Finding high quality and well-priced accommodation in Madrid can be relatively difficult. In recent years, property prices in Madrid have sky-rocketed. In fact, the city now has the most expensive rental and purchase prices in the country. There is a lack of refurbished, spacious and well-located accommodation in the city, which means the consequent high demand and low supply leads to constantly increasing rates. 

That said, the outbreak of Covid-19 has had an impact on the Spanish housing market and caused it to stagnate, while elsewhere in Spain housing prices have dropped dramatically. 

Types of accommodation in Madrid

Living in the city centre

The type of accommodation in Madrid that is typically occupied by expats is an apartment with a small balcony. Usually, the more modern an apartment, the smaller the living space. Demand and therefore price tags for these newer entities do, however, remain high.

In general, apartments that are 10 years of age or older will be of lower quality than those of a similar age found in other capital cities in Western Europe.

The typical city centre apartment sits within a charming old building, sometimes lacks light, has small bedrooms and, if it is a rental, is furnished sparsely and cheaply. On the upside, city centre apartments are in close proximity to nearly everything, which eliminates the need for expats to own a car.

Living outside the city centre

Just outside of the city centre, apartments are cheaper, larger, modern, well-equipped, and usually include a garage.

In the suburbs, houses are more common, and newly constructed blocks can even include a swimming pool and tennis courts. Both furnished and unfurnished housing options are available. There are plenty of furniture retailers where items can be purchased at reasonable prices which will save expats from shipping furniture to Spain.

As in most large metropolitan areas, there are some parts of the city that are more desirable than others. Naturally, these are the most expensive and tend to be centrally located, close to good schools and transport connections.

Finding accommodation in Madrid

Expats who already know the area in which they’d like to live, and who have already defined the criteria for their accommodation, can search for apartments online. It is also possible to check data, organise viewings, negotiate rental prices with the landlord, review the contract and manage other administrative and legal requirements via this medium.

If an expat neither has the time, nor the knowledge or the language skills to search for accommodation in Madrid, a real-estate professional will be their best resource. A Spanish estate agent’s level of English may not be the best, but they will look for apartments within their portfolio that comply with an expat’s criteria. It's important to bear in mind that agent's fees in Madrid can mount up and can reach the equivalent of one month's rent.

Renting accommodation in Madrid

The rental market in Madrid is under-developed compared to other Western European capital cities, which means that it can be challenging for expats to find a quality apartment.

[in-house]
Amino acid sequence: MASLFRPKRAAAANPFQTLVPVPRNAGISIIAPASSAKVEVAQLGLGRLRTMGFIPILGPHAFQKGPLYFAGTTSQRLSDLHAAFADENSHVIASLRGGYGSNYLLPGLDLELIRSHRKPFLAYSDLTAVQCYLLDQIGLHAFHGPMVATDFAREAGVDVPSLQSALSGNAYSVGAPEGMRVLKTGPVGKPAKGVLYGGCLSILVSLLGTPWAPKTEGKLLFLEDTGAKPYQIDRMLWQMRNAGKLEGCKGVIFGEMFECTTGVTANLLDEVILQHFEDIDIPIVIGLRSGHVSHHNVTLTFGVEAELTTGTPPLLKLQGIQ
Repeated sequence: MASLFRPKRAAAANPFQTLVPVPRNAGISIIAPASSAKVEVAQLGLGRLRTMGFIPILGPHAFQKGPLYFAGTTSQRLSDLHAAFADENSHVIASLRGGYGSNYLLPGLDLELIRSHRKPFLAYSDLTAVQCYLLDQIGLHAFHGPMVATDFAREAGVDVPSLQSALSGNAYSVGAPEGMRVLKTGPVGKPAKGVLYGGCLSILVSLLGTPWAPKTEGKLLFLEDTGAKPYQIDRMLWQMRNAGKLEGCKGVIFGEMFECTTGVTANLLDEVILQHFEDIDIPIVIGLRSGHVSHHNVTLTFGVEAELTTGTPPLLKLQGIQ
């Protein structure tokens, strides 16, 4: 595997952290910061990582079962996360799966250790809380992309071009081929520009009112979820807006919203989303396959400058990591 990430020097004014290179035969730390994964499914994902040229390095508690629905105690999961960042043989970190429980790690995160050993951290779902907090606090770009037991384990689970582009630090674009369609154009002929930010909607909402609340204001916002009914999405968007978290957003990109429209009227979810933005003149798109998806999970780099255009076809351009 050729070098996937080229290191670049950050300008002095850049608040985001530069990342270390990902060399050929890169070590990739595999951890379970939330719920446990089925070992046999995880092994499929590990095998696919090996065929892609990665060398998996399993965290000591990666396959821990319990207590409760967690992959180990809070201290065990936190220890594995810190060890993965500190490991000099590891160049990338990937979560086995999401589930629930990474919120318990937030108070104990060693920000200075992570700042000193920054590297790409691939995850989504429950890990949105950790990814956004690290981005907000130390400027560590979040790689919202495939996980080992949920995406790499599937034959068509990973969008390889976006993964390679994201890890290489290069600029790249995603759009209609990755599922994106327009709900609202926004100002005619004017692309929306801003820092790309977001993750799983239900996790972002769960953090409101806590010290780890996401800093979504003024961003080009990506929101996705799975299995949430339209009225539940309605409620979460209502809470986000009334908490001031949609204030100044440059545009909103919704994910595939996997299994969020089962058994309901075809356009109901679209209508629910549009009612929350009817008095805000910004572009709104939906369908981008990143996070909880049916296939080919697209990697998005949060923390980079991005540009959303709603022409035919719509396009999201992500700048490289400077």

The average furnished apartment in Madrid is often of poorer quality than many expats may be used to, and most landlords expect their tenants to maintain the property themselves.

The good news is that the tenant selection process is not excessively demanding. Landlords choose their tenants on a first come-first serve basis; the only requirement being that the tenant shows proof of income, and can pay a security deposit.

Sharing apartments, on the other hand, is slowly becoming the default option for students and young professionals who want to live in the city centre, but can't afford to pay rent on their own.

Negotiating a lease in Madrid

In general, the mandatory initial period is one year and payments are due at the start of each month.

Expat tenants are often asked to give proof of income (job contract and last three pay slips) and, in rare cases, references from their previous landlord. Providing this information to landlords can help an expat to show they are serious about renting a property and can help to differentiate them from other potential tenants. 


The security deposit that an expat is expected to pay when signing a lease is generally the equivalent of one month's rent (two months if furnished). This will be returned at the end of the leasing period, provided the apartment has not sustained any damages at fault to the tenant. 

Costs and Fees

Expats wishing to rent accommodation in Madrid will generally have available the equivalent of three months' rent up front. The deposit on the accommodation is generally the equivalent of one month's rent, the real-estate agent fees also tend to equal a month's rent, and the actual first month's rent will also need to be paid in advance. 


Utilities, such as water and electricity, are generally not included in the rental price for an apartment in Madrid, but tenants may be able to negotiate with the landlord for the inclusion of these costs.